A (belated) postcard from London

This morning I went through my notes from June, from when I was researching at the London Metropolitan Archives and the Institute of Race Relations. Among these notes I found this photo. It was taken during my brief excursion to Brick Lane on a Sunday afternoon:


I received the 2014 Provost’s Summer Research Award from The Graduate Center, CUNY. Because of this award, I was able to go on an archival research trip to London. I am immensely grateful to have had this experience. I found some material that will go into my dissertation and, perhaps, a future project focusing on the Organisation of Women of Asian and African Descent (OWAAD).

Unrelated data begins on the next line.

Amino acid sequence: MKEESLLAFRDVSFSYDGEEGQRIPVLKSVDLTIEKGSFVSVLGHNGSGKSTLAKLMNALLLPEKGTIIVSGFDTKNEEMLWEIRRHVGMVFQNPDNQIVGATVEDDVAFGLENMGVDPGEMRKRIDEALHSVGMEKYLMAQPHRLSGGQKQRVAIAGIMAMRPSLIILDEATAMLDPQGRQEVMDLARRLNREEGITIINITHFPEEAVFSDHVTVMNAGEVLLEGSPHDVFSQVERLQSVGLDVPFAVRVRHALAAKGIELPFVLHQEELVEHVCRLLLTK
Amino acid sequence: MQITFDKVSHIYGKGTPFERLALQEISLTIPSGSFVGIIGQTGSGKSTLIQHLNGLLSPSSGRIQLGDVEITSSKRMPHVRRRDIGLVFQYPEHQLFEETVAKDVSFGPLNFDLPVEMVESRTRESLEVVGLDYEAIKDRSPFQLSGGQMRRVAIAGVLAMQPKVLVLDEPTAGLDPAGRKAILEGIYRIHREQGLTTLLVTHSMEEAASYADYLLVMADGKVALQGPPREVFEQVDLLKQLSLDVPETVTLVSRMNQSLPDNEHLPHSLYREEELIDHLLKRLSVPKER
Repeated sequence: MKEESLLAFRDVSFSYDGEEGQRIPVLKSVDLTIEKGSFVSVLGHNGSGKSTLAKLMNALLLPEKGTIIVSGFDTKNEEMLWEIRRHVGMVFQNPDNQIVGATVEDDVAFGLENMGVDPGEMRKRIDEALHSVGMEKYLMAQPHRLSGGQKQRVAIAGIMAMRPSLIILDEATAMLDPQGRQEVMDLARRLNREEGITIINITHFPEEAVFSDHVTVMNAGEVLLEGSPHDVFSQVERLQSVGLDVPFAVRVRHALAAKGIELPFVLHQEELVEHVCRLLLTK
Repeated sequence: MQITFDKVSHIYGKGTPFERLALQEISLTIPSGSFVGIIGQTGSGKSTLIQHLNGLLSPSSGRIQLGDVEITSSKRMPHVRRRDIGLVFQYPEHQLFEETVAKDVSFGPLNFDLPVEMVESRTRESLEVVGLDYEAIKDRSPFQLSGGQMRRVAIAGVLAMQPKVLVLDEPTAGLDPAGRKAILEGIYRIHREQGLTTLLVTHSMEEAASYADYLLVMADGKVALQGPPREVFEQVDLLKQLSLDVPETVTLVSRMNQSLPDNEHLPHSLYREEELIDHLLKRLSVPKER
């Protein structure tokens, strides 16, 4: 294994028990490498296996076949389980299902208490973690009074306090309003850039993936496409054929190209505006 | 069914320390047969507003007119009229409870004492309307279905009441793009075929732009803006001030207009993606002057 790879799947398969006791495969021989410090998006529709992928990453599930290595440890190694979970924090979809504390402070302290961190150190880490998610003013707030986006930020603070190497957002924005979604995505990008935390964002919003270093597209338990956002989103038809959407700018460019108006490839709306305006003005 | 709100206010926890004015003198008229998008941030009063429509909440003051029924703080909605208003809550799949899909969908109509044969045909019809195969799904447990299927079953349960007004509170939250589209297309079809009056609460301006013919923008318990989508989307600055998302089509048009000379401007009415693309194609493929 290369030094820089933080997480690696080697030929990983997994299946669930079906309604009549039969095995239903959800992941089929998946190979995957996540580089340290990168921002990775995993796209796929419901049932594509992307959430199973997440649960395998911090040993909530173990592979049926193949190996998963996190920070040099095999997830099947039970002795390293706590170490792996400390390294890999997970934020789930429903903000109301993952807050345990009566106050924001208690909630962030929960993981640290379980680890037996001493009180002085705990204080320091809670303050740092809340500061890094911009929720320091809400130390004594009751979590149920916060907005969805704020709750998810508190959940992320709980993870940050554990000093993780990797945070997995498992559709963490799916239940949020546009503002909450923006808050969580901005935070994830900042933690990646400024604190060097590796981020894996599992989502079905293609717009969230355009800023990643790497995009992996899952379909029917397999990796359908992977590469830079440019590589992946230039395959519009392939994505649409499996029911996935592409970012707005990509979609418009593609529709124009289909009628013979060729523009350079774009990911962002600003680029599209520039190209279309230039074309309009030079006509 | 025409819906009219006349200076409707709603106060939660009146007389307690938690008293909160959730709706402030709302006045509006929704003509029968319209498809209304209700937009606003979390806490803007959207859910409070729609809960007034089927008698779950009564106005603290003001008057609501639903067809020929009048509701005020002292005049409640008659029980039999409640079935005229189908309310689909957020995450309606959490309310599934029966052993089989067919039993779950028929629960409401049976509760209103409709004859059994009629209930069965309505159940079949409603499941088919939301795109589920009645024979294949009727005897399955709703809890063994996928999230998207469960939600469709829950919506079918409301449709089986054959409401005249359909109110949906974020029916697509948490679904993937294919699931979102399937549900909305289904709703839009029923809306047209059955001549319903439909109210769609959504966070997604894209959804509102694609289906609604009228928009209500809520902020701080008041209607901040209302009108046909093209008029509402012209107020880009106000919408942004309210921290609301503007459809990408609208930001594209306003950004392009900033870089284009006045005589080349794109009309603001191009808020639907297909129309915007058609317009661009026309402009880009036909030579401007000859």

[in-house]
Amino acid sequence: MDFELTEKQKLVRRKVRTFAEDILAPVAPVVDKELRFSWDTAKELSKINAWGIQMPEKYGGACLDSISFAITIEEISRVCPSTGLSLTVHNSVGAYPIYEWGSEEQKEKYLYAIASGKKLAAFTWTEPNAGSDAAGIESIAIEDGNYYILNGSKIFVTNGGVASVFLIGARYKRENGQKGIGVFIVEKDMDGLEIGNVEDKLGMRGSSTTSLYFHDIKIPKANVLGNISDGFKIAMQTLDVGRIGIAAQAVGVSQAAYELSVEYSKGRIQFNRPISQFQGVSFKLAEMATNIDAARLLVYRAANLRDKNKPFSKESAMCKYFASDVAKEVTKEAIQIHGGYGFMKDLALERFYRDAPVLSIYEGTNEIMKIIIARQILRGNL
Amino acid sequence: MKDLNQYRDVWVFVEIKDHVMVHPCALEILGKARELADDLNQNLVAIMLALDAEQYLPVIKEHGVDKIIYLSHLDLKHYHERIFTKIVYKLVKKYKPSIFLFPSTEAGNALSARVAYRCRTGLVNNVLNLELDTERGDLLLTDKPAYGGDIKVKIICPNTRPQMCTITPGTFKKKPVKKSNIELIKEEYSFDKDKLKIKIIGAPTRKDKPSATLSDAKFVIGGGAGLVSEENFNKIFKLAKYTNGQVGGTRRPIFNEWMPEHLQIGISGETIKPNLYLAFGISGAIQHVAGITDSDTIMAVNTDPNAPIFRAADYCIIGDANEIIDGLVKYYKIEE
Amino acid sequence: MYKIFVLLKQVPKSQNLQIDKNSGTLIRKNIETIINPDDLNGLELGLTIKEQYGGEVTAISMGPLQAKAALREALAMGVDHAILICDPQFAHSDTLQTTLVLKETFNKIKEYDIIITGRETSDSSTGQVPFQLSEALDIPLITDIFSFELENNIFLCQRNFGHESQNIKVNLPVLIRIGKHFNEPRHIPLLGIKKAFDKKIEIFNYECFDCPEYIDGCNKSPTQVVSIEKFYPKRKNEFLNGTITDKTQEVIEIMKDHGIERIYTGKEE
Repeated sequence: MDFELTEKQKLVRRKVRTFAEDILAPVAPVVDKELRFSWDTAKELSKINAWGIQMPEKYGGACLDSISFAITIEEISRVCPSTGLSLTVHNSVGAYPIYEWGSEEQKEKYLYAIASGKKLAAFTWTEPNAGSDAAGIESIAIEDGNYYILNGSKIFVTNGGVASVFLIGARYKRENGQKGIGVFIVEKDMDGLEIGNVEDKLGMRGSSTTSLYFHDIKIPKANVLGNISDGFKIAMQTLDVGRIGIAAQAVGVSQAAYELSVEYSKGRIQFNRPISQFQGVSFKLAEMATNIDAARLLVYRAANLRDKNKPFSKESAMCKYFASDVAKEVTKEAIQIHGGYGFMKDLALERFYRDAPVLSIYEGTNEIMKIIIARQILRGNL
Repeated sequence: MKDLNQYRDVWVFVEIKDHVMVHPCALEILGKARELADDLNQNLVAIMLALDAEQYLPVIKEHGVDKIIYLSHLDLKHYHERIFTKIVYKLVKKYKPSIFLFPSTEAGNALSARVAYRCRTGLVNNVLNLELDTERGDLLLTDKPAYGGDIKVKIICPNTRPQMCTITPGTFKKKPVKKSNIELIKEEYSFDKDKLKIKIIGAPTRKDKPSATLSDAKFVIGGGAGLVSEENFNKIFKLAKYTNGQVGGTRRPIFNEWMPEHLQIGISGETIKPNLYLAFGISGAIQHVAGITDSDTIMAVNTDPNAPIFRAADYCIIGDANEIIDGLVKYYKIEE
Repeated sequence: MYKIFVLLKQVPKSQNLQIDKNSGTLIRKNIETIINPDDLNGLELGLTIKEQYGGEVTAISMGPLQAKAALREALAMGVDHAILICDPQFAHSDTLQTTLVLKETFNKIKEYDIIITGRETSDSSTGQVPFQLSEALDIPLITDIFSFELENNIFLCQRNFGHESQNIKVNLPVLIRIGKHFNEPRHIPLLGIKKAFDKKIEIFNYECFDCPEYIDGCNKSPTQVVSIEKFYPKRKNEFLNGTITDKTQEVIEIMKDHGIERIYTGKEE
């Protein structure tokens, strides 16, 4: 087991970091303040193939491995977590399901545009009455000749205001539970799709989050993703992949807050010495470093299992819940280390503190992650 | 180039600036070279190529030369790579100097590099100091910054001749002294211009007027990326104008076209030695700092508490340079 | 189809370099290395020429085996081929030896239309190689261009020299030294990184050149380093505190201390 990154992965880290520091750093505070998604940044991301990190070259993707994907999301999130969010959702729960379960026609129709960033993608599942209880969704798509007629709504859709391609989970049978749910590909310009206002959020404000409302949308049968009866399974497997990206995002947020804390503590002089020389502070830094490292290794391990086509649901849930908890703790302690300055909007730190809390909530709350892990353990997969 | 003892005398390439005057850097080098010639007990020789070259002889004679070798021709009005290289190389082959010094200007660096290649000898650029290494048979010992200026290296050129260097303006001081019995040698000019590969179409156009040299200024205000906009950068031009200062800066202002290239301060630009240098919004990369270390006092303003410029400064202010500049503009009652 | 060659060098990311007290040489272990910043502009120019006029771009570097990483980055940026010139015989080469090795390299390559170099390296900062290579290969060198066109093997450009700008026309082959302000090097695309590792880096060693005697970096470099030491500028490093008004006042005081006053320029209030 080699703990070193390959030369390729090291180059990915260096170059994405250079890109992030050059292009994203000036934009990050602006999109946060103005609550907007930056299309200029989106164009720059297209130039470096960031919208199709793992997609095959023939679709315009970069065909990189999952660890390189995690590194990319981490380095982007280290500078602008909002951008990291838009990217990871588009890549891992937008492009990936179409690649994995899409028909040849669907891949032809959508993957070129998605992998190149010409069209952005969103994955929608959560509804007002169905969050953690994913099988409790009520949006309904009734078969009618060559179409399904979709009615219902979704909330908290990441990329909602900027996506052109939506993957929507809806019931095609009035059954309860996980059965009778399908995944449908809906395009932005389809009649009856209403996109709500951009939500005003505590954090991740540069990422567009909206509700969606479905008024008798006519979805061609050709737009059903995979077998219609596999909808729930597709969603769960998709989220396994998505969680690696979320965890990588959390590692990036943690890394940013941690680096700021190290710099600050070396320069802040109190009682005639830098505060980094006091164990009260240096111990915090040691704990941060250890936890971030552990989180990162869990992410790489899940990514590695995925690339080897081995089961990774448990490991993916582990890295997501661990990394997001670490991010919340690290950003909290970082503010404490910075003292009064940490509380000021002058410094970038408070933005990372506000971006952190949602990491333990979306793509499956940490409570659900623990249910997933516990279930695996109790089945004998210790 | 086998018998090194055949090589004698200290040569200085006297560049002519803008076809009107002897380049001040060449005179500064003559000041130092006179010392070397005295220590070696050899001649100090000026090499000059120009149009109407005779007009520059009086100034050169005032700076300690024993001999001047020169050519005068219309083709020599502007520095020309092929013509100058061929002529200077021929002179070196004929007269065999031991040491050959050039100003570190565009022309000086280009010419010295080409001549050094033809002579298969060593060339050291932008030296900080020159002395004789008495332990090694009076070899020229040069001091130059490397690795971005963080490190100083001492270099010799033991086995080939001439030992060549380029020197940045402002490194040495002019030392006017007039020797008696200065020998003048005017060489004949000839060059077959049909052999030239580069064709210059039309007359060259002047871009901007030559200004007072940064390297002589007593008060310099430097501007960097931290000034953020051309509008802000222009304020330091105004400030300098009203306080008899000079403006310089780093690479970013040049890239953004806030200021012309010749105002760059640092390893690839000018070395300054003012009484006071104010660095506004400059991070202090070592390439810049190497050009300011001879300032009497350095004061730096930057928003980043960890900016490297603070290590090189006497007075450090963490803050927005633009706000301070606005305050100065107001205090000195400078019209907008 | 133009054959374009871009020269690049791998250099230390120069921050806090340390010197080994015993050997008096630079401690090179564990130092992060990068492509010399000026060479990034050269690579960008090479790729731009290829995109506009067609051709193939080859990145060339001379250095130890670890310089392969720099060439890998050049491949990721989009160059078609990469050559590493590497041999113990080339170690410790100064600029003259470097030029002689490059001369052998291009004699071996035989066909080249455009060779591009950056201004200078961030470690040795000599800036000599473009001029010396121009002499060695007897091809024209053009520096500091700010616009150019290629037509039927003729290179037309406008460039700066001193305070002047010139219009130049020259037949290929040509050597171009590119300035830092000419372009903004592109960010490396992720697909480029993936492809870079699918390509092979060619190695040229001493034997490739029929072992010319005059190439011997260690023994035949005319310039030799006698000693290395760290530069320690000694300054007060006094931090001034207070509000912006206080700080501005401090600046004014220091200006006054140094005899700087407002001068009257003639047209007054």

Weeks after my first visit to London, I still find difficulty in precisely describing what I felt before landing in Heathrow. Excitement doesn’t seem sufficient—indeed, it was much more than just anticipation and eagerness. So I’ll scribble and run the scene instead: the pilot reports the estimated time of arrival, he speaks with an accent and so do I. I return to my book, reread the page “as people will when their desires become words”—it’s from the chapter “June Second 1910—” and I remember that today is also and again June 2nd!


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